Neurokey: towards a new paradigm of cancelable biometrics-based key generation using electroencephalograms

TitleNeurokey: towards a new paradigm of cancelable biometrics-based key generation using electroencephalograms
Publication TypeJournal Article
Year of Publication2016
AuthorsBajwa, G, Dantu, R
JournalComputers & Security
KeywordsAuthentication, biometrics, cryptographic keys, cryptography, electroencephalograms, key generation, Security

<p>&nbsp;Brain waves (Electroencephalograms, EEG) can provide conscious, continuous human authentication for the proposed system. The advantage of brainwave biometry is that it is nearly impossible to forge or duplicate as the neuronal activity of each person is unique even when they think about the same thing.</p>

<p>We propose exploiting the brain as a biometric physical unclonable function (PUF). A user's \{EEG\} signals can be used to generate a unique and repeatable key that is resistant to cryptanalysis and eavesdropping, even against an adversary who obtains all the information regarding the system. Another objective is to implement a simplistic approach of cancelable biometrics by altering one's thoughts.</p>

<p>Features for the first step, Subject Authentication, are obtained from each task using the energy bands obtained from Discrete Fourier Transform and Discrete Wavelet Transform. The second step constituting the Neurokey generation involves feature selection using normalized thresholds and segmentation window protocol.</p>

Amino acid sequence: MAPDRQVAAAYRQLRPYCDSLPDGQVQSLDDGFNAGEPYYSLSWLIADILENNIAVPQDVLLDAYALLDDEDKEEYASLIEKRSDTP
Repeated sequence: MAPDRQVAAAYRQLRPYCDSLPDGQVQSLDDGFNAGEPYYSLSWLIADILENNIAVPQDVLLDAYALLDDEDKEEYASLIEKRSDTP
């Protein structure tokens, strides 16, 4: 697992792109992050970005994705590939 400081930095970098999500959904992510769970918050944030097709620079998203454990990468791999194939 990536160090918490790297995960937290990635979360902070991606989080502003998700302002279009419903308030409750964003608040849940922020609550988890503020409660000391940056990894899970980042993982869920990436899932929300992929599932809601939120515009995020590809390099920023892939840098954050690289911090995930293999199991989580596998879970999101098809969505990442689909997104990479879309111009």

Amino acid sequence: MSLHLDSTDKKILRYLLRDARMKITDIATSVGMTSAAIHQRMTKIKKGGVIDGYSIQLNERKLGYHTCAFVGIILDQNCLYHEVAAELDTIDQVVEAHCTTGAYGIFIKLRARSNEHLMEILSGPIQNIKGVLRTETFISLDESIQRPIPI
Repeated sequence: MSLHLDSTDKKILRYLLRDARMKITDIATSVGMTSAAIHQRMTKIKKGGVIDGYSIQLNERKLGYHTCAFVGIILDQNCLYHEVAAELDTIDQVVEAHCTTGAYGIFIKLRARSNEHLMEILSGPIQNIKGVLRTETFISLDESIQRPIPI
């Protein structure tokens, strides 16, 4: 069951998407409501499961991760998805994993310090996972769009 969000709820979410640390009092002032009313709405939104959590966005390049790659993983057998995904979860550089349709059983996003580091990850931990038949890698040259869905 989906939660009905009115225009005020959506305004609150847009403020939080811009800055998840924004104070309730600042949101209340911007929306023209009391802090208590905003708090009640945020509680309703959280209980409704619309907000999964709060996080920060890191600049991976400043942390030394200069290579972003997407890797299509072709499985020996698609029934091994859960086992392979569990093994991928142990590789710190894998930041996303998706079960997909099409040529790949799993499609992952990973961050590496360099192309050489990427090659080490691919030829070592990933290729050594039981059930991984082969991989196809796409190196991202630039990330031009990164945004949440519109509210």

<p>We applied our methods to two datasets, the first based on five mental activities by seven subjects (325 samples) and the second based on three visually evoked tasks by 120 subjects (10,861 samples). These datasets were used to analyze the key generation process because they varied in the nature of data acquisition, environment, and activities. We determined the feasibility of our system using a smaller dataset first. We obtained a mean subject classification of 98.46% and 91.05% for Dataset I and Dataset İI\} respectively. After an appropriate choice of features, the mean half total error rate for generating Neurokeys was 3.05% for Dataset I and 4.53% for Dataset II, averaged over the subjects, tasks, and electrodes. A unique key was established for each subject and task, and the error rates were analyzed for the Neurokey generation protocol. \{NIST\} statistical suite of randomness tests were applied on all the sequences obtained from the Neurokey generation process.</p>

<p>A consistent, unique key for each subject can be obtained using \{EEG\} signals by collecting data from distinguishable cognitive activities. Moreover, the Neurokey can be changed easily by performing a different cognitive task, providing a means to change the biometrics in case of a compromise (cancelable).</p>


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